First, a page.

“[T]he presumption created by the legislature [at Indiana Code Section 34-28-2-4(d) ] is [that] it is in the best interest of the child to retain the name of the parent who makes support payments and fulfills other duties imposed by a dissolution[, support, or parenting time] decree, if such parent objects to the proposed name change.” In re Petition of Meyer, 471 N.E.2d 718, 720 (Ind.Ct.App.1984). But the “best interest of the child is always the primary concern with merely a presumption,” if established by competent evidence, that the child's best interest is served in accordance with the wishes of the noncustodial parent who is paying support and is complying with a decree that defines the parent's obligations.2 Id.; see also Petersen, 871 N.E.2d at 1028. The noncustodial parent may invoke the presumption by proving that he or she is paying support and is fulfilling other court-ordered parental duties. In re Meyer, 471 N.E.2d at 720; see also Schultz v. Ford Motor Co., 857 N.E.2d 977, 985 (Ind.2006) (“A presumption ․ relieves the party with the burden of proof on a presumed fact from having to produce evidence of the presumed fact once that party has proved a basic fact.”).
Here, Mother argues that Father presented no “evidence as to the date any decree was entered with a court and the content of any such decree” or that he was “ ‘fulfilling other duties in accordance with a decree.’ ” 3 Appellant's Brief at 5-6 (quoting Ind.Code § 34-28-2-4(d)). Father testified that paternity had been established two years earlier, when he and Mother separated, and that he “pay[s] support regular.” Transcript at 47. But Father did not offer into evidence a copy of a paternity decree or any other decree setting out his parental obligations, nor did he testify as to any parenting time schedule or other duties assigned to him under such a decree. Because Father offered no evidence of his obligations under the paternity or other decree or that he had complied with it, we conclude that Father did not establish the presumption in Indiana Code Section 34-28-2-4(d).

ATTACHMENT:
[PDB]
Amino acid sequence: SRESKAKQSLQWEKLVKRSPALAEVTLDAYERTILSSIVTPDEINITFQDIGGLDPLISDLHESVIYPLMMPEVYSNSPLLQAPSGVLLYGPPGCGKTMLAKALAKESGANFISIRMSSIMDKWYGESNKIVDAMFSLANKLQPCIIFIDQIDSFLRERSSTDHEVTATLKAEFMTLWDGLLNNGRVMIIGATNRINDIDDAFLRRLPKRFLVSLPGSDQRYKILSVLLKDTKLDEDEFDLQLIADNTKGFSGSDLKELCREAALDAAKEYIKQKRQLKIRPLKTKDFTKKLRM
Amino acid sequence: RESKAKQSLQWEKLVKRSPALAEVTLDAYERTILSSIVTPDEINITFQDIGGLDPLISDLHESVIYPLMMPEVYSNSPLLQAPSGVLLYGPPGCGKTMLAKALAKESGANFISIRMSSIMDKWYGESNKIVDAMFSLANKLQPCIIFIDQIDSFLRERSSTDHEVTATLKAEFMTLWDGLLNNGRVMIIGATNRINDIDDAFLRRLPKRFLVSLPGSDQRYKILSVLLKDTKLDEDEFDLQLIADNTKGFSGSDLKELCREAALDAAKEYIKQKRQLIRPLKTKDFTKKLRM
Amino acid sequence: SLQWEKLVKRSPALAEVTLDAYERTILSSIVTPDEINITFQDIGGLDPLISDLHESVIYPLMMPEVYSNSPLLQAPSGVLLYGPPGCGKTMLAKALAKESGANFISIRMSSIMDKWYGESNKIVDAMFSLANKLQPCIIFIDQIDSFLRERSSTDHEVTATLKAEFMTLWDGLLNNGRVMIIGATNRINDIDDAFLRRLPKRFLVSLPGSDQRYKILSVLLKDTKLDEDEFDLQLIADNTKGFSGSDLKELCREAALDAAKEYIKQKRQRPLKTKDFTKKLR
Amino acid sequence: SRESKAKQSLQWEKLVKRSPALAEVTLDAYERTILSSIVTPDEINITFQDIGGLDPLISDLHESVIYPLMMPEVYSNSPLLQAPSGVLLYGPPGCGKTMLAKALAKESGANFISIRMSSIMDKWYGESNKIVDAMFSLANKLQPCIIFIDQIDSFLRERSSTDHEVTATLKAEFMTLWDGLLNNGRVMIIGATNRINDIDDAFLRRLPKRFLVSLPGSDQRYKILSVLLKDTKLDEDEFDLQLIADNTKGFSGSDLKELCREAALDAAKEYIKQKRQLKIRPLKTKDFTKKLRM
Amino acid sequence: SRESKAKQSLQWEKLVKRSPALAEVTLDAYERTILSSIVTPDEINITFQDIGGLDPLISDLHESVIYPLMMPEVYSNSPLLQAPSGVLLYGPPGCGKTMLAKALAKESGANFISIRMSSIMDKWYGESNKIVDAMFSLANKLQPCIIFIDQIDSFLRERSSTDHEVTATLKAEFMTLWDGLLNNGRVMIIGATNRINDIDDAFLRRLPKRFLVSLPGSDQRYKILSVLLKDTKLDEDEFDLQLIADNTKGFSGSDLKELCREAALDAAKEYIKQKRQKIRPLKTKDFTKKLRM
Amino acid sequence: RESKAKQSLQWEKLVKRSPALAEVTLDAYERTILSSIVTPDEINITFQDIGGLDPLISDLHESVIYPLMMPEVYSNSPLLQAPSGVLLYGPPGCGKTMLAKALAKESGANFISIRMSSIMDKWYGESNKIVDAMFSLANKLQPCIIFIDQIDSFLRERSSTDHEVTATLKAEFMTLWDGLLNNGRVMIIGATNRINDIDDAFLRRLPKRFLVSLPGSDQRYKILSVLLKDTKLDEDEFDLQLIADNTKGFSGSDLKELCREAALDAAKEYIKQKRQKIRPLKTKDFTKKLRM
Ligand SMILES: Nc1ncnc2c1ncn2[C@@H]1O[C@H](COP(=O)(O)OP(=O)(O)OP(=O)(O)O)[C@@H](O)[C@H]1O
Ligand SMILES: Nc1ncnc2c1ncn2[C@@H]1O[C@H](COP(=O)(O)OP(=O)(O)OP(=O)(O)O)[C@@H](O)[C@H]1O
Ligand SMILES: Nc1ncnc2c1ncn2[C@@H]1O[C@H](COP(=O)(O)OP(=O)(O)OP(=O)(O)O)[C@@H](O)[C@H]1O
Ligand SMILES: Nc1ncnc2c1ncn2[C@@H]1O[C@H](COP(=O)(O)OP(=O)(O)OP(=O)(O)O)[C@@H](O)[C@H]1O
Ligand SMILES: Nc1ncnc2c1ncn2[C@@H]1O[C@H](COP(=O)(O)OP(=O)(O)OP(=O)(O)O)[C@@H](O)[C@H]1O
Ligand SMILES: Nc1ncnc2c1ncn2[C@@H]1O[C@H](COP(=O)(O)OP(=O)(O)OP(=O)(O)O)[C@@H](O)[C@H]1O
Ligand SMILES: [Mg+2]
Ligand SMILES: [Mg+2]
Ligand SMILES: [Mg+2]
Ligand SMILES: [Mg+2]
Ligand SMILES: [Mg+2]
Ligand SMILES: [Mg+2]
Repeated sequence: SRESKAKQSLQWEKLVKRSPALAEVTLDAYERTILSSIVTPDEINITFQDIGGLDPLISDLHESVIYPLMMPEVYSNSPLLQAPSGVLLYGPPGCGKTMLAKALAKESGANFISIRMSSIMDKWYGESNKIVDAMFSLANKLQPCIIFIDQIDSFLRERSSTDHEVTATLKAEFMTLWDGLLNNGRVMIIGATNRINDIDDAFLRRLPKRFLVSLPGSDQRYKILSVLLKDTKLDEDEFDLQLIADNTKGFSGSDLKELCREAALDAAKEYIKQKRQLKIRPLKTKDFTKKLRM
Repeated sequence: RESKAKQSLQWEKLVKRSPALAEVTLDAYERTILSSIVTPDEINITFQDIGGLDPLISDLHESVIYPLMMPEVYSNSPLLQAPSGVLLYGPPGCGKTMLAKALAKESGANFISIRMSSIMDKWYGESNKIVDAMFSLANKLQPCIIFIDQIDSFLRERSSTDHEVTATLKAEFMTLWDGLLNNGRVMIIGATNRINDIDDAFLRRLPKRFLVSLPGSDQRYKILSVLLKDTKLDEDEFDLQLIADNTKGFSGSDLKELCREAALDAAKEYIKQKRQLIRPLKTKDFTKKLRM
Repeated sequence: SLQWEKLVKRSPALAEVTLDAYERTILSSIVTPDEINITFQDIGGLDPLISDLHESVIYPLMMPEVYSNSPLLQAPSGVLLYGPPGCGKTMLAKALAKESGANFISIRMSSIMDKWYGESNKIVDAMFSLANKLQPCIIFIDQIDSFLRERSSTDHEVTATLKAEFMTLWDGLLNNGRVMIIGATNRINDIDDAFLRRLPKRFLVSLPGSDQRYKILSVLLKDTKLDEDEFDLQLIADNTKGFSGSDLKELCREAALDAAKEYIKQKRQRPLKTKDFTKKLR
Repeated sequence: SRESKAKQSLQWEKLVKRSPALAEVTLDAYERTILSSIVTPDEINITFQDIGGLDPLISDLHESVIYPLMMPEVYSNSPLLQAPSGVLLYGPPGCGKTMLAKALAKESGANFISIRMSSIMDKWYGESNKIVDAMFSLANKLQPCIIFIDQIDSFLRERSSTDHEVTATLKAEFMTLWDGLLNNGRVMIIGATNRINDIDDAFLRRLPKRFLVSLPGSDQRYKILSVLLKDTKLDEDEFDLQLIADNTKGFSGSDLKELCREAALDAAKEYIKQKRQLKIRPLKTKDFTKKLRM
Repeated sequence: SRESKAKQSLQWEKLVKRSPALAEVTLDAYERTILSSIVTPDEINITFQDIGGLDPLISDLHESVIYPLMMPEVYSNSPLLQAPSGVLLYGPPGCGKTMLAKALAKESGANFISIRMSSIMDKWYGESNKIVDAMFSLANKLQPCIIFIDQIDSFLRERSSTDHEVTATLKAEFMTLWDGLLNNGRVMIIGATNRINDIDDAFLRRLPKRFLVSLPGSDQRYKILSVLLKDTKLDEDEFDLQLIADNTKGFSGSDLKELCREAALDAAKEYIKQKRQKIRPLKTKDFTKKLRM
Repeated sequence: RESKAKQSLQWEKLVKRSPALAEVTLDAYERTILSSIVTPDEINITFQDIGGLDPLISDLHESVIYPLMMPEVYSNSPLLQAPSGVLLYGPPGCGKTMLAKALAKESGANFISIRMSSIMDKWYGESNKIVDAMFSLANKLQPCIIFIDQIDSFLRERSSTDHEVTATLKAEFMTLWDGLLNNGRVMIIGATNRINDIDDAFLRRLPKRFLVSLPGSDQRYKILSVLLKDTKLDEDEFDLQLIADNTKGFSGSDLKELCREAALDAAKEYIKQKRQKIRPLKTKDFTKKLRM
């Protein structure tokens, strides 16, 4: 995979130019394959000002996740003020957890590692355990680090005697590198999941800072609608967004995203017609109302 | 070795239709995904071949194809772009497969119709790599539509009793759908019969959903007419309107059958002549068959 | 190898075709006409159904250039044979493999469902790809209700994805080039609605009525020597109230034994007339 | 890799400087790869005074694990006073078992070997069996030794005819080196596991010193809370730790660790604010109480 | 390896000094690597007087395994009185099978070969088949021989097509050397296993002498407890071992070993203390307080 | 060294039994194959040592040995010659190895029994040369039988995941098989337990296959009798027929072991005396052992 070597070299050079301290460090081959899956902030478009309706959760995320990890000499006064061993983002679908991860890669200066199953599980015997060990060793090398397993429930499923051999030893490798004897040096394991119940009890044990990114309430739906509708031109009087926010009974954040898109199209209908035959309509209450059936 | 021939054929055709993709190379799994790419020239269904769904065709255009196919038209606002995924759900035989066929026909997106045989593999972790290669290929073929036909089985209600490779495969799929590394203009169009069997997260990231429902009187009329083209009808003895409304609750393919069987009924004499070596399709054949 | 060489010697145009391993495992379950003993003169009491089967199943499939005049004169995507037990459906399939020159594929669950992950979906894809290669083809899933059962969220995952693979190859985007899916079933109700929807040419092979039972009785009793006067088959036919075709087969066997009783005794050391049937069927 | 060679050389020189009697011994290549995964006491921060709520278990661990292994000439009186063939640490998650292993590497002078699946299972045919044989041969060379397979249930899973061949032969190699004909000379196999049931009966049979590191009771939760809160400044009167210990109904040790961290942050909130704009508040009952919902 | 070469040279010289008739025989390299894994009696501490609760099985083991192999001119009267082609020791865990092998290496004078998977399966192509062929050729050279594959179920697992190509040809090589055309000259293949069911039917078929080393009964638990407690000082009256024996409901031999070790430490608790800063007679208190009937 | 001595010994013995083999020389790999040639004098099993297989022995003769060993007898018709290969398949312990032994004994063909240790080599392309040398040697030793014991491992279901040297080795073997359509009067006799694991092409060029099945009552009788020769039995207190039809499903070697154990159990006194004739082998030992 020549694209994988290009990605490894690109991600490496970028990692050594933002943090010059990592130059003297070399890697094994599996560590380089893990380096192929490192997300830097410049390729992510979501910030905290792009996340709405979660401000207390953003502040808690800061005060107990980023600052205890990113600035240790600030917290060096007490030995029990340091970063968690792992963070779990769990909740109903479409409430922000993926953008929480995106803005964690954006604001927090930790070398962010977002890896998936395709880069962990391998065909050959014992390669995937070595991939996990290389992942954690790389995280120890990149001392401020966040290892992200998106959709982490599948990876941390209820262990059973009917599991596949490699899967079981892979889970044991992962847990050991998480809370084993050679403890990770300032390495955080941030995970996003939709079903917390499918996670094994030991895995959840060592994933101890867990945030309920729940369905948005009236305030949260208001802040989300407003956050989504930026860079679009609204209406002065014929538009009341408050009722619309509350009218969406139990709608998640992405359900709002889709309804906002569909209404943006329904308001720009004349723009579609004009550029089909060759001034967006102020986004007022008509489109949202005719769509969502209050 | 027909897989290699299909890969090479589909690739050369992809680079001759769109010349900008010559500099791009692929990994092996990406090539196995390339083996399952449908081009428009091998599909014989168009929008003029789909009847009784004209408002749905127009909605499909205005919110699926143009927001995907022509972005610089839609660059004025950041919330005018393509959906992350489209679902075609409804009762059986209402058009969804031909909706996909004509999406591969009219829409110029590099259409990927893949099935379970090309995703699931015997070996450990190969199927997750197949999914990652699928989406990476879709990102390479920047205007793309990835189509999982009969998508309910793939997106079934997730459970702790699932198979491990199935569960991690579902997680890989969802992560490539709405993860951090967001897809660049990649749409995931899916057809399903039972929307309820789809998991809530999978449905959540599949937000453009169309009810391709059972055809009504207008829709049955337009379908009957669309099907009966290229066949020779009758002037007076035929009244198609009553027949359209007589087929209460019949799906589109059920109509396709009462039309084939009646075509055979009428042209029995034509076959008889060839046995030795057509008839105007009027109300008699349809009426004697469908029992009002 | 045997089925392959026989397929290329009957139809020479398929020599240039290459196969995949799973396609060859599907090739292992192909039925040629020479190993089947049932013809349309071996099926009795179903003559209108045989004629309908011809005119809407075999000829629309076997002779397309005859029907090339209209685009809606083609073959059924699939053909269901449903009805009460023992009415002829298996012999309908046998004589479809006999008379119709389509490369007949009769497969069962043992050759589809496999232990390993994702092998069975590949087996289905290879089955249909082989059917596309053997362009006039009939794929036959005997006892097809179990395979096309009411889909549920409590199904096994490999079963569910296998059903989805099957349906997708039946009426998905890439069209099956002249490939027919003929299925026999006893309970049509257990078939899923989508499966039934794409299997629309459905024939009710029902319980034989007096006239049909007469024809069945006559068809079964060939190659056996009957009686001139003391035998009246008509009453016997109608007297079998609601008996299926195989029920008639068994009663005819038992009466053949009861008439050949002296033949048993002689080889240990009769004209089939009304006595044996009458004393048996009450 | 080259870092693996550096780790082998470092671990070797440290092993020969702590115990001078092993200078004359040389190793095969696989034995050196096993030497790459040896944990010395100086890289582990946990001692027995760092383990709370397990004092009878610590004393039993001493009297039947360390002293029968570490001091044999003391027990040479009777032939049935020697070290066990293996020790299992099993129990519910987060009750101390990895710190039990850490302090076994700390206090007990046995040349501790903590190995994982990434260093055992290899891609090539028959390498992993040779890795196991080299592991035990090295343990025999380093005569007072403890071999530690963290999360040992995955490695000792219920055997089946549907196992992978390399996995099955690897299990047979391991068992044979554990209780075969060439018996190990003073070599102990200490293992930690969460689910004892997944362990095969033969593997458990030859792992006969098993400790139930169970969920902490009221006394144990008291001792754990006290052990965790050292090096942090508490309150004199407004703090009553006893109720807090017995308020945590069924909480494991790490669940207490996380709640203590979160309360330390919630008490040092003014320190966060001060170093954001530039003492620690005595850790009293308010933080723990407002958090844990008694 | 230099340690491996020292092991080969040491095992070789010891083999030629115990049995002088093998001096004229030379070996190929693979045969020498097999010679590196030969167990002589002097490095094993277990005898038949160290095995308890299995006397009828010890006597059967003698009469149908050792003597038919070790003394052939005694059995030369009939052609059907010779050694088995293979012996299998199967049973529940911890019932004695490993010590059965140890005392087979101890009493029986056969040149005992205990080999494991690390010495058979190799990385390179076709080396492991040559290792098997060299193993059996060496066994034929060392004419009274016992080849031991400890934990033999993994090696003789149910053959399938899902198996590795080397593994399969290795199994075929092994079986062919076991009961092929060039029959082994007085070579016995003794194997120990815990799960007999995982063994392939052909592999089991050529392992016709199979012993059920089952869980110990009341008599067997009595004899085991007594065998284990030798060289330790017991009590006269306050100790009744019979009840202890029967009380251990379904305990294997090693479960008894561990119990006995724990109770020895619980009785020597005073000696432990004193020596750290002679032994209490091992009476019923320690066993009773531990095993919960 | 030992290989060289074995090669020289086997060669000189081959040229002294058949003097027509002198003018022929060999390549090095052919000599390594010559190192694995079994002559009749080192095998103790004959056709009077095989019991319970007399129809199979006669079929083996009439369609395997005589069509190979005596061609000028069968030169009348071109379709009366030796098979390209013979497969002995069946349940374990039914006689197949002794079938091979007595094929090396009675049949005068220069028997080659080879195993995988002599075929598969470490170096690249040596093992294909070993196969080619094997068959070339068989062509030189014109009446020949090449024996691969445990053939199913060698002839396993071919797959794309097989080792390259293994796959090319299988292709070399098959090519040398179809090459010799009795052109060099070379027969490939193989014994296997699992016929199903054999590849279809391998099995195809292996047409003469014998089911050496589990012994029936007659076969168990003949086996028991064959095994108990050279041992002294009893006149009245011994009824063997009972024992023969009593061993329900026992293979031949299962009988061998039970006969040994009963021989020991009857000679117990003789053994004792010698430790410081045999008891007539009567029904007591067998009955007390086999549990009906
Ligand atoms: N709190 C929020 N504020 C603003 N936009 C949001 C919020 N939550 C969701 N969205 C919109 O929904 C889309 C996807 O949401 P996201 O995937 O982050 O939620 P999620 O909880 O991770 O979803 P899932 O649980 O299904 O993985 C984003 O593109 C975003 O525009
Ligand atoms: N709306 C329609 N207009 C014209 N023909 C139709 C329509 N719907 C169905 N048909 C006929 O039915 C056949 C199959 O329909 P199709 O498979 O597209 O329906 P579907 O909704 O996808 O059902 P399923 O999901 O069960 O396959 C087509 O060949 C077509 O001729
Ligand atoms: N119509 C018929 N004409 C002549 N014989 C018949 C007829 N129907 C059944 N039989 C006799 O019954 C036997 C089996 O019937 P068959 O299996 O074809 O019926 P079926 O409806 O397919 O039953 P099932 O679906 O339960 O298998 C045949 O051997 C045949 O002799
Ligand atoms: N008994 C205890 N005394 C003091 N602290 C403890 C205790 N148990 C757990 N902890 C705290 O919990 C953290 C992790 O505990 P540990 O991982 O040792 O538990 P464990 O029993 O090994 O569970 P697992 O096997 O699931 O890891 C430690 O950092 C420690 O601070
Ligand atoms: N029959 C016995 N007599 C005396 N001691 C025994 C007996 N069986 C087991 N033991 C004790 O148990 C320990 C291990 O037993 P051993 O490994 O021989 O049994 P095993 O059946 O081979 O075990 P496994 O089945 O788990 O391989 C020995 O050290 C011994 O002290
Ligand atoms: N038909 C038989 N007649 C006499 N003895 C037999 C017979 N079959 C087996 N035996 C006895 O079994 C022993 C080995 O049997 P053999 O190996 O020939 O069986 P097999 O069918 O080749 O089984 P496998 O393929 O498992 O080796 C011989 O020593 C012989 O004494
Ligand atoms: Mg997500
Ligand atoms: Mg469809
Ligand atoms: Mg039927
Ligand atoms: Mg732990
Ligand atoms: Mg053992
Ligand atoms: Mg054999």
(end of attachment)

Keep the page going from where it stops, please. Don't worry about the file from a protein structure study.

The dissent argues that Father has established the statutory presumption based on evidence that Father “pays support regularly, paid for the medical expenses for M.S.'s birth, attends many of M.S.'s activities, enjoys regular parenting time with M.S., and takes M.S. on weekend trips.” Op at 634. The language quoted by the dissent from Petersen v. Burton, 871 N.E.2d 1025 (Ind.Ct.App.2007), and Tibbitts v. Warren, 668 N.E.2d 1266 (Ind.Ct.App.1996), trans. denied, addresses evidence establishing the best interest of the child, not the statutory presumption. The statutory presumption did not apply in those cases, where the father, the noncustodial parent, was the parent who sought the name change. And in Blank v. Meyer, 471 N.E.2d 718 (Ind.Ct.App.1984), the court stated as background that the father, who opposed the proposed name change, had been paying support and exercising visitation. But the court did not discuss what evidence supported that conclusion, nor did the mother contest the establishment of the statutory presumption. Instead, the court's opinion explained the relationship between the statutory presumption and the best interest of the child standard and then simply concluded that the mother had not rebutted the presumption that the father's wishes were in the best interest of the child. Id. at 721.